Confusion – Chanel. Coco Chanel and Karl Lagerfeld considered themselves artists and considered the brand as a work of art… and a Chanel fashion show as an artistic event. Karl Lagerfeld invented this idea of catwalks where beyond the clothing there is also a very original and inspired artistic creation. It’s very risky, but it can work as long as the brand is an artist itself. Chanel once wanted to make a museum by Zaha Hadid and the brand asked 20 major contemporary artists to make works inspired by Chanel’s best-known bag, as if bag was a source of inspiration. The exhibition was ridiculous, all the art critics said it was grotesque and the programme stopped very quickly.
Inspiration – Hermès. They say that they are craftsmen and that it’s very good for an artisan to open their mind, to enrich their inspiration with the collaboration of artists because the work of a craftsman is always doing the same thing. If you work with artists you can do interesting things. Hermès has a programme where young artists attend workshops all over France and make works using leather and other materials. These are not pieces to be sold at Hermès but it helps to feed the spirit of the house. They also make small collaborations that are sold, especially the scarves, which include collaborations with Daniel Buren, Hiroshi Sugimoto etc. This is valid because at this moment the artist uses the square of silk as if it were a canvas.
“Products that sell without storytelling is anti-luxury and as soon as there is a story, it’s expensive.”
How do you approach each project when working with brands and artists? For example, when you worked with the artist JR?
I knew JR through Hermès. He didn’t want to collaborate with a brand because he thought his work would be devalued. It would be bad for his marketing as he would give an image of being a commercial artist. But some time later he made an artistic event in Paris, he stuck faces of women on the island of Sant Louis and he wanted to make a video of that. Thierry suggested that Louis Roederer champagne would be very happy to pay for that, but JR did not want the logo to appear on the film and looking like a collaboration between him and Roederer.
We found a solution: Roederer bought the video rights, as if they had bought a work of art. And in the end, they had the rights to broadcast the film, without exclusivity on Roederer’s website. JR accepted because we made a commitment not to do any communication.
Do you have any other examples of the artists you worked with?
Yes, we made a few dishes with a porcelain house, Bernardeaud, who are very well known in France. For their 150th anniversary they wanted to make dishes with artists. What is interesting is that we proposed to many artists like Jeff Koons, Julian Schnabel etc., and they almost all said yes right away – even if they weren't making too much money. They did for two reasons: Porcelain is a material with which these artists are not used to so they liked the idea of working with craftsmen who know how to work this material. Secondly, a plate is a very essential, basic object and for an artist it is interesting to channel inspiration into a daily object.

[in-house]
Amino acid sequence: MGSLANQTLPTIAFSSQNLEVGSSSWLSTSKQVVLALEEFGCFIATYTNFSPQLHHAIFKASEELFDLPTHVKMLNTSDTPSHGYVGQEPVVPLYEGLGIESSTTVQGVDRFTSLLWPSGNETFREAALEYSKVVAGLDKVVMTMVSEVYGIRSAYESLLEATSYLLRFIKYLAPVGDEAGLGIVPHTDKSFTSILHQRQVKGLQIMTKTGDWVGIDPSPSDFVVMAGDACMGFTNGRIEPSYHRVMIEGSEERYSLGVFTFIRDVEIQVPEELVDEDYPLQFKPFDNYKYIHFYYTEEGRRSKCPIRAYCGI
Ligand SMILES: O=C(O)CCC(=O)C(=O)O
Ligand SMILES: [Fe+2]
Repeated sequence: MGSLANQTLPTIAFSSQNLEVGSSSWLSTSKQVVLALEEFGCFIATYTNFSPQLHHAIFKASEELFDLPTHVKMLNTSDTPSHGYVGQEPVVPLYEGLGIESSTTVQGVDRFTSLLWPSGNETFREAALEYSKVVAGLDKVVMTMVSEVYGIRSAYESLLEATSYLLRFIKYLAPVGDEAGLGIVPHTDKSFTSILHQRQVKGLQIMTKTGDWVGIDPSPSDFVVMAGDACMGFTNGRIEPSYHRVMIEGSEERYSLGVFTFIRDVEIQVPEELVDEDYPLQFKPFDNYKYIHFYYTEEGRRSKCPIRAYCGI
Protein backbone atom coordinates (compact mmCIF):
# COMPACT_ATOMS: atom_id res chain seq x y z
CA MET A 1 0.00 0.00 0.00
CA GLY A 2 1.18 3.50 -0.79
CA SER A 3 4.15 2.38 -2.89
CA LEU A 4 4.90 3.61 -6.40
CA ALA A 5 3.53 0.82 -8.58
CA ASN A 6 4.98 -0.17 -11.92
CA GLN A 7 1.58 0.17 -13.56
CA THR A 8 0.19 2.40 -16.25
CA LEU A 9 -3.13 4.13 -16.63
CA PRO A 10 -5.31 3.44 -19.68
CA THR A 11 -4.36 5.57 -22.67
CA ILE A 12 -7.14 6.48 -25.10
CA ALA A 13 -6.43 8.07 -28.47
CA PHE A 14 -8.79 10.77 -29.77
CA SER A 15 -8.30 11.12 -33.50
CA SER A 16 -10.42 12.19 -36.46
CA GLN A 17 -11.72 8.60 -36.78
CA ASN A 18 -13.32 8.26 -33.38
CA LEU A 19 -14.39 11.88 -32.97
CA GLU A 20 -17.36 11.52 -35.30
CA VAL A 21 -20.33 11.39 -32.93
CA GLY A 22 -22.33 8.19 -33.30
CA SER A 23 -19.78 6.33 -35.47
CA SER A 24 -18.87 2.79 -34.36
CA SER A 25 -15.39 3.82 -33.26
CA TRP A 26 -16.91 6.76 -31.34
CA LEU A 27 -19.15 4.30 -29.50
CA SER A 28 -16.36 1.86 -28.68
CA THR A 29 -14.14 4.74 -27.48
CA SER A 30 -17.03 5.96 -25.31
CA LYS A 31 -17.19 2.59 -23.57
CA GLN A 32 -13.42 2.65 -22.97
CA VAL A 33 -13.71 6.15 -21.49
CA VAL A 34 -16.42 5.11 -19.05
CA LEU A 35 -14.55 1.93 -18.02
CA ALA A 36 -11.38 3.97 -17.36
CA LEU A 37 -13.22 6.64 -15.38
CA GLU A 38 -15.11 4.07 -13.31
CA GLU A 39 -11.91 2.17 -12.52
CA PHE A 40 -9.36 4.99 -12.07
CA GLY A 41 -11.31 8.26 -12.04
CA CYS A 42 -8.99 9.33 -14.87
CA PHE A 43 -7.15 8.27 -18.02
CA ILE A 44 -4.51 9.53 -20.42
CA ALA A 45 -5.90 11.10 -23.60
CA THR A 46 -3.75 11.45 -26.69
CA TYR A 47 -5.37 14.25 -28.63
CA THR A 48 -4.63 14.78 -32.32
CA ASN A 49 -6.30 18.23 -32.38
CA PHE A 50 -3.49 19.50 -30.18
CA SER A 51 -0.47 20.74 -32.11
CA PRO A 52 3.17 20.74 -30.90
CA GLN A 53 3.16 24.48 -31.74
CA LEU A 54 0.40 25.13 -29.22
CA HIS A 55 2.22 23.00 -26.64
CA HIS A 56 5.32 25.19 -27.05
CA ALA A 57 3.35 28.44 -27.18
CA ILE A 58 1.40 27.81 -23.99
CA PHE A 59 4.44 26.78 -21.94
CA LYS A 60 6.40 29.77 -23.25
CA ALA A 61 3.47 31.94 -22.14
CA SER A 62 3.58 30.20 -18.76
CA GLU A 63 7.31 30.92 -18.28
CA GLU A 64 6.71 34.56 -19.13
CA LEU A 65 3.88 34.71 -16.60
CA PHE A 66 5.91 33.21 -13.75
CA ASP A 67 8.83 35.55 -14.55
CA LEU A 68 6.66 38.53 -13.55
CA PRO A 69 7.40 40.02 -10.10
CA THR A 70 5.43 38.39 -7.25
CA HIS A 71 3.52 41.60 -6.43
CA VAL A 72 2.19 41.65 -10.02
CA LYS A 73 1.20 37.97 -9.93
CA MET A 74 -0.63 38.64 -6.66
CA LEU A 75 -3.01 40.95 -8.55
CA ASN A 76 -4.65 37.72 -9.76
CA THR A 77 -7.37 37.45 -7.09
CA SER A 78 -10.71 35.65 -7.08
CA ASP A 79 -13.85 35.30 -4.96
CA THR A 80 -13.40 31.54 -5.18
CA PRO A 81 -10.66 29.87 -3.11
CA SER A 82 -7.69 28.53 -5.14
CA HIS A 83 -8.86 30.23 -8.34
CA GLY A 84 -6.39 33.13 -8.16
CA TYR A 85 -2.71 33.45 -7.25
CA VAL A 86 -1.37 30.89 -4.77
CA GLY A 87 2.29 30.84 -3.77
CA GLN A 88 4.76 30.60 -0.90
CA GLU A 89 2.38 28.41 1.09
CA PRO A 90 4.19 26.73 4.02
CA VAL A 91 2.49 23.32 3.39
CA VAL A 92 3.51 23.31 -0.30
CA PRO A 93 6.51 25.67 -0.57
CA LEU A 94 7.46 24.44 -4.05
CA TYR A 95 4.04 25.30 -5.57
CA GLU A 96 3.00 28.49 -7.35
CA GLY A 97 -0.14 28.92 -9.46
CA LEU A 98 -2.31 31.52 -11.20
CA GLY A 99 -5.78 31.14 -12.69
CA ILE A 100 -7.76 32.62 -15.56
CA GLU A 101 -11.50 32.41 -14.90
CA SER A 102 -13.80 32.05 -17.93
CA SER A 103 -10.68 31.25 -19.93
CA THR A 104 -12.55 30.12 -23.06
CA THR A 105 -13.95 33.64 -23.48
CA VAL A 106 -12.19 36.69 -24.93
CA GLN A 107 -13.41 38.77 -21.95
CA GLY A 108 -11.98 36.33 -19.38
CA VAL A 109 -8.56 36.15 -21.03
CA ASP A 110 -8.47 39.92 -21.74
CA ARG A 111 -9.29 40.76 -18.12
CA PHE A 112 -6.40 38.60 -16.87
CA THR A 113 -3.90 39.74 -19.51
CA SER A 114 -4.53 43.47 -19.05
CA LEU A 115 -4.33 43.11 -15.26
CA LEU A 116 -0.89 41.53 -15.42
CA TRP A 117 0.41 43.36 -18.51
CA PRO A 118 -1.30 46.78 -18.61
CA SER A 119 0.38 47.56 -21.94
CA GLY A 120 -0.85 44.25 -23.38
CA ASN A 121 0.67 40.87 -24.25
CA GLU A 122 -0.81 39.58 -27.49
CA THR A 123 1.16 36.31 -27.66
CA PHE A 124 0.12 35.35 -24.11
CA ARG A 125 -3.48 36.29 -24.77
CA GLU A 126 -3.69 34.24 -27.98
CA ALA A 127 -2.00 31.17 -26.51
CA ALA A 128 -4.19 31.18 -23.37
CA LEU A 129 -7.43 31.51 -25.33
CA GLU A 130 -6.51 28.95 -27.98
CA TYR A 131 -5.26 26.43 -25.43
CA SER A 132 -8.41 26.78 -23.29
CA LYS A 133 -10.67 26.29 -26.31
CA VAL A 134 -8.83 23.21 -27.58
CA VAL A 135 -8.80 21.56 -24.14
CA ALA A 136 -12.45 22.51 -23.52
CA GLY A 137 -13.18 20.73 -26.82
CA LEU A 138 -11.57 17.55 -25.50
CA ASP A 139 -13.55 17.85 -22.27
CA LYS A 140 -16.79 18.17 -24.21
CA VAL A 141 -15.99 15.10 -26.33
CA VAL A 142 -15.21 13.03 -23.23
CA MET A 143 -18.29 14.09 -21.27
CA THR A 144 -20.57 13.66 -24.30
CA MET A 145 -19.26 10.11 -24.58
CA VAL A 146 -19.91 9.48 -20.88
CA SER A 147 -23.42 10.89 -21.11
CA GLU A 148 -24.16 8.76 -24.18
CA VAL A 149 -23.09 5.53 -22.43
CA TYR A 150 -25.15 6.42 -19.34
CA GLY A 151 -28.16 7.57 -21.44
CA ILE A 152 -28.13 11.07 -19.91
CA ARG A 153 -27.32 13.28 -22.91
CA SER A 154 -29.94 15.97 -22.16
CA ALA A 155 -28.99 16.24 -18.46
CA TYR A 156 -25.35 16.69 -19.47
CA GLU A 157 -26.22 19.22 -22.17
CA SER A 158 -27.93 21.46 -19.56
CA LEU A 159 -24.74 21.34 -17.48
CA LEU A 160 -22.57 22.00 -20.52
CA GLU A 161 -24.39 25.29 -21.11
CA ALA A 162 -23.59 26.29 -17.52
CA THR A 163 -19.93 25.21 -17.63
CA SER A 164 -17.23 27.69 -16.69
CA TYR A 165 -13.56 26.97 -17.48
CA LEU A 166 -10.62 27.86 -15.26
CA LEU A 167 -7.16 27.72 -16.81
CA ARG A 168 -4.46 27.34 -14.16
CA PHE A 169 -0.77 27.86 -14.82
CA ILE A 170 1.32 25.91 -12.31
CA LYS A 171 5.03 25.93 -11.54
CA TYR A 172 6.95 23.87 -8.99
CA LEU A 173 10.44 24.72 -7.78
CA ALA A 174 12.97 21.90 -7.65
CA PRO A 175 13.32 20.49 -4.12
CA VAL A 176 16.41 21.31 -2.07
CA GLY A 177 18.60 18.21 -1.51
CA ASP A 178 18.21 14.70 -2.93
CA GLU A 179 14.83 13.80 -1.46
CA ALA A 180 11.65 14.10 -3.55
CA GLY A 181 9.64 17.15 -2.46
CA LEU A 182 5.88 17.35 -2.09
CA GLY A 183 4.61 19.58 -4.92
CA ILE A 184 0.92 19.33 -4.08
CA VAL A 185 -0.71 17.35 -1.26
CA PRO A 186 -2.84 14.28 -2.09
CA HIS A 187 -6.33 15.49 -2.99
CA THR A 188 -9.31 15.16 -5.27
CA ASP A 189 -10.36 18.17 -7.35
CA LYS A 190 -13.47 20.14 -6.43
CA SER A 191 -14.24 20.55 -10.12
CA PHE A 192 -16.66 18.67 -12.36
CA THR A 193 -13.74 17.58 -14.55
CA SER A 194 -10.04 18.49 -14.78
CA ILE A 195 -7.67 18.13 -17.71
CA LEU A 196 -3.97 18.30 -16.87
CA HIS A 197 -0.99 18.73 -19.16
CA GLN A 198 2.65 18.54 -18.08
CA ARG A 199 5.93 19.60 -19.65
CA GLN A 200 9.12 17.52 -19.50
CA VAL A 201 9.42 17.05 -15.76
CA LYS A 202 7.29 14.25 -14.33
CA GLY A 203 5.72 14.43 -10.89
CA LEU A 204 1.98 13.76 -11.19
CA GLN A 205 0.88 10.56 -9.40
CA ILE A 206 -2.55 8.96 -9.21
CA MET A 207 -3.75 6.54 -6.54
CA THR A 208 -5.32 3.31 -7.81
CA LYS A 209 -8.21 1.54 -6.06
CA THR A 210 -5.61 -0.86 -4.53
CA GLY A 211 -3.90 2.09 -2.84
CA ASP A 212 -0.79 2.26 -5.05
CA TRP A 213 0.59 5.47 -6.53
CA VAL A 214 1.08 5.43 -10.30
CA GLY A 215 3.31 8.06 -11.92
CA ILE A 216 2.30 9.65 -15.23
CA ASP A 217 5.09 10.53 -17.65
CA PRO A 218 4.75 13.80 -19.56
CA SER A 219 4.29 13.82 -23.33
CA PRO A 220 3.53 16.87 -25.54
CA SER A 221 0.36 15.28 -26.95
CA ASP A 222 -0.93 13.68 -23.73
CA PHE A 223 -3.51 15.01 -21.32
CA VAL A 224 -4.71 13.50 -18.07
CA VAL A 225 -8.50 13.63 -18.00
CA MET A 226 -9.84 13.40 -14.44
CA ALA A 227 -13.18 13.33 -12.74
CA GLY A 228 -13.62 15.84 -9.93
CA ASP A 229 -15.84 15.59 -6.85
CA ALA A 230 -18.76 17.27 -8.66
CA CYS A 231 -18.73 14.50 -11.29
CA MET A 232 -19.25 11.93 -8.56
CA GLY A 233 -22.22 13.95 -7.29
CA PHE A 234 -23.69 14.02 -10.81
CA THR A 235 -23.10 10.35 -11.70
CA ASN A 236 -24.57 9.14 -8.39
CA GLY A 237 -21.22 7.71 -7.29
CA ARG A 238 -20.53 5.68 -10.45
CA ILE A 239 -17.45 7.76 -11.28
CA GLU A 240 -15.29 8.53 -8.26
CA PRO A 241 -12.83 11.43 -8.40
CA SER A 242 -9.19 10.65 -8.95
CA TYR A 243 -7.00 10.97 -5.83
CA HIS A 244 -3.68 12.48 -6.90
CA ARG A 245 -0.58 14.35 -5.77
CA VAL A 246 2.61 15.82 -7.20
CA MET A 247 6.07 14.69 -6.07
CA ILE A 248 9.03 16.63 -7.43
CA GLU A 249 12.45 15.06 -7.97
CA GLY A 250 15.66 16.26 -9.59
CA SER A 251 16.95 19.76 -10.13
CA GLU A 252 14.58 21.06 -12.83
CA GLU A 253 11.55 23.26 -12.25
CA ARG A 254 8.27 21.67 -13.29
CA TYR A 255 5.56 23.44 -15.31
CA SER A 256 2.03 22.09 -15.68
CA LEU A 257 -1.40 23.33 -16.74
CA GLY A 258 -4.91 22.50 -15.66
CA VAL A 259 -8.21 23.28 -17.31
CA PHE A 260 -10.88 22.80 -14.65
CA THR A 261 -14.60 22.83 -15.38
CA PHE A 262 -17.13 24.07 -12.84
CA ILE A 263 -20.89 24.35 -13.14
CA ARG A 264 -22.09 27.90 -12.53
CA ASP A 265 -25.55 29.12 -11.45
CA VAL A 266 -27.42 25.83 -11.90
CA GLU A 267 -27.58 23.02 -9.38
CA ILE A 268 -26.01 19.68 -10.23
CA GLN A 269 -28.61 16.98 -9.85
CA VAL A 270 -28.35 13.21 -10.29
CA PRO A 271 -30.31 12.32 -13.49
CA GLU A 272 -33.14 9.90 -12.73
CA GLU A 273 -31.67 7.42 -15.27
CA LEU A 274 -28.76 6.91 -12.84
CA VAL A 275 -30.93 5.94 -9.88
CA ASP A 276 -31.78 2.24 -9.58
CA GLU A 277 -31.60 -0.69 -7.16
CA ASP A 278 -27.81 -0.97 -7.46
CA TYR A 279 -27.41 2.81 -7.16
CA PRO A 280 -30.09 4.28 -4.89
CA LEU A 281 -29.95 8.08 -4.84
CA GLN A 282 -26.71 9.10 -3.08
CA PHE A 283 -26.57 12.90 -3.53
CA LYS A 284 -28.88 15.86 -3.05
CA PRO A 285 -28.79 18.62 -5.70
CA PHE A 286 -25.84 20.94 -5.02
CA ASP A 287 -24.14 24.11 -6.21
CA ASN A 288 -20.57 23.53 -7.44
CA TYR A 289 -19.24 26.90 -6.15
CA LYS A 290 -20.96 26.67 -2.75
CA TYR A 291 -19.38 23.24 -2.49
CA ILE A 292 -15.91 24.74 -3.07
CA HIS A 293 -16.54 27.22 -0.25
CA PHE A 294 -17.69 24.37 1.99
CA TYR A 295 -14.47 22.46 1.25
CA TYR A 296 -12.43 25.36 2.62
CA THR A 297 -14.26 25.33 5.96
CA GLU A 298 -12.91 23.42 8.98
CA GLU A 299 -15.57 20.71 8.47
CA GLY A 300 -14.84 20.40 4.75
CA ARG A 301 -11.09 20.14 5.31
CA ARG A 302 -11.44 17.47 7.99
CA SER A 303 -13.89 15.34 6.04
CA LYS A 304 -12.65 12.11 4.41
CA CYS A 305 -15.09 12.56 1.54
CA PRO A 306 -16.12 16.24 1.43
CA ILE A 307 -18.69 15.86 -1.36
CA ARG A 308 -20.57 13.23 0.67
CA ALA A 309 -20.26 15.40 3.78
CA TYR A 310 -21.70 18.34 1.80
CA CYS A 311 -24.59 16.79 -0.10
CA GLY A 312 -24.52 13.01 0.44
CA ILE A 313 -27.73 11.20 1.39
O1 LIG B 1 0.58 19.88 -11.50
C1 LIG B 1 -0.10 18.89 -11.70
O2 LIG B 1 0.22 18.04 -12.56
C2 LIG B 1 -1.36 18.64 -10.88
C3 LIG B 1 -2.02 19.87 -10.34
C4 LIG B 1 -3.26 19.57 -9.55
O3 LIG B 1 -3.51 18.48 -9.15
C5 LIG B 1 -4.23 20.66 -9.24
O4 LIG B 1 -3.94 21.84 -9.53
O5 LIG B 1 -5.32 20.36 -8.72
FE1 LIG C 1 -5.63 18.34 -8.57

Do you think storytelling is intrinsic to luxury brands?
It applies to all brands. For example, Nike, who are great storytellers. But when one asks the question of what is luxury, one can consider that Nike, among trainers, one can buy Decathlon baskets or luxury trainers from Louis Vuitton, Gucci or Dior. Products that sell without storytelling is anti-luxury and as soon as there is a story, it’s expensive. You have to create it, pay for it, and so on. And so – it is reflected in the price of the product and it becomes a luxury product.
“The concept of an artist has evolved in the history of art – he or she questions the world, while a craftsman of luxury makes objects that serve to create a desire for pleasure.”
Do you think Andy Warhol’s prophecy that “department stores will become museums and museums department stores”, is becoming reality?
Yes, that's partly true. For example, in Paris at the Bon Marché there are very often exhibitions that are not bad, like that of Ai Wei Wei. Now the museums make a lot of money with the shops, like the Louvre with a lot of shops, restaurants and all that. There is a story of the Japanese artist Murakami who made a collaboration with Louis Vuitton very commonplace in spirit. He decorated a Louis Vuitton bag and months later he made an exhibition at MOMA in New York, and in his exhibition, he also exhibited his bag, and there was a saleswoman for whoever wanted to buy the bag there.
Here the work was not to decorate a bag, but to sell a bag. So, we can say here that Warhol was right.